A Stanford internist could be the next president of Beth Israel Deaconess Medical Center, the Globe reports.


MBTA riders may grouse about delays from small trash fires and power outages but they’ll never be forced to wait like some UMass bus riders while a herd of cows blocks the road in Belchertown. Via Universal Hub.


Massasoit Community College in Brockton is ready to flip the switch on a new solar array, purchased with federal stimulus money, that will save the school annually about $55,000 in energy costs.

The Cape Cod National Seashore gets push back on the plan to tear down a group of Chatham cottages on an eroding island.

Whitey Bulger girlfriend Catherine Greig pleads not guilty to charges of harboring a fugitive, and her lawyer says she will not cooperate with prosecutors in the case.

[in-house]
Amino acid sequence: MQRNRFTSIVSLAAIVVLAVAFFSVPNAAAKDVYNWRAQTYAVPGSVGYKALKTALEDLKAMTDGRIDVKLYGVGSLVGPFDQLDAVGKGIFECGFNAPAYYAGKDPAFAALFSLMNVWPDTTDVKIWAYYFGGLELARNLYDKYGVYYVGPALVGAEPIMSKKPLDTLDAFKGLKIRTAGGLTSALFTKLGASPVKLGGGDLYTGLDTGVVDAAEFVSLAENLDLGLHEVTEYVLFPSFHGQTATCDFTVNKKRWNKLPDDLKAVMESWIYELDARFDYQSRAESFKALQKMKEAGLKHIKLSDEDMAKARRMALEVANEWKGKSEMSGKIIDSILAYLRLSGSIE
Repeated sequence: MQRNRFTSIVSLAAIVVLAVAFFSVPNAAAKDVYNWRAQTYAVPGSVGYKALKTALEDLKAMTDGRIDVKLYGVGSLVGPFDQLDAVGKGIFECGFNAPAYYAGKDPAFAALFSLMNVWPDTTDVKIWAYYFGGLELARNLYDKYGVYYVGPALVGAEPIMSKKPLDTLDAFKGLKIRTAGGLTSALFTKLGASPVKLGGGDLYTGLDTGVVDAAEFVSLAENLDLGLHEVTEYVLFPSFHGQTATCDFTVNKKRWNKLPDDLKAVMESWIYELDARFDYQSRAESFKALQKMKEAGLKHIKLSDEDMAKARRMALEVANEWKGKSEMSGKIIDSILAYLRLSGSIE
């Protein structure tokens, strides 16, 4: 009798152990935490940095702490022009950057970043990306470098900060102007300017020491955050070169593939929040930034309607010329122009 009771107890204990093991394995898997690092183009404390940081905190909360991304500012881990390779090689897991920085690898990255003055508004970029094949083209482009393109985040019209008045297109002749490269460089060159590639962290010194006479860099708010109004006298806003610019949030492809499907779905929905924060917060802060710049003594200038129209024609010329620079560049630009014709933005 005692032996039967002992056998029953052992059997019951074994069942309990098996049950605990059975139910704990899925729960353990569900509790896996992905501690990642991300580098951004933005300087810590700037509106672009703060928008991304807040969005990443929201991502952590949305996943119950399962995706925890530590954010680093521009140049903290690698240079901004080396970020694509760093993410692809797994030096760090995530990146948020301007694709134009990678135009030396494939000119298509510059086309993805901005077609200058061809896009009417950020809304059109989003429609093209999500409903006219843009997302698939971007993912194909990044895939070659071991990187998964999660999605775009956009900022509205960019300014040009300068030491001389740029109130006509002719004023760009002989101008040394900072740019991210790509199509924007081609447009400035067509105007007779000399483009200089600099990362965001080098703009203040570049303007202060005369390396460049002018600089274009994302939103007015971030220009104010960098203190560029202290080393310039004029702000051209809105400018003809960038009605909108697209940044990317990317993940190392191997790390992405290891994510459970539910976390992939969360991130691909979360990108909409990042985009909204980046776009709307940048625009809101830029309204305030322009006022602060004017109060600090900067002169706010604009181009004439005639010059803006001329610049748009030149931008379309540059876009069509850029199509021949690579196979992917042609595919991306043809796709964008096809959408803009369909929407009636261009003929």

Police around the country try to figure out what to do about flash mobs without infringing on civil liberties.

A female employee of the Essex County Sheriff’s Department is charged with having sex with a male inmate, the Eagle-Tribune reports.

A former teacher aide in Woburn is sentenced to five years in state prison after pleading guilty to four counts of rape and abuse of a 13-year-old female student. The Eagle-Tribune reported that prosecutors described the female student as a “willing participant.”

A Roslindale teen who was recently gunned down along with his mother had recently appeared at a grand jury where prosecutors wanted him to testify about a recent murder in the neighborhood, the Globe reports.

Harvey Silverglate offers a muscular defense of the Albert Arroyo verdict.


Cliff divers plan to substitute Boston’s Institute of Contemporary Art for a cliff this weekend, WBUR reports.

Sports diplomacy sputters as a basketball game between Georgetown University and China’s Bayi Rockets turns into a brawl. See the video.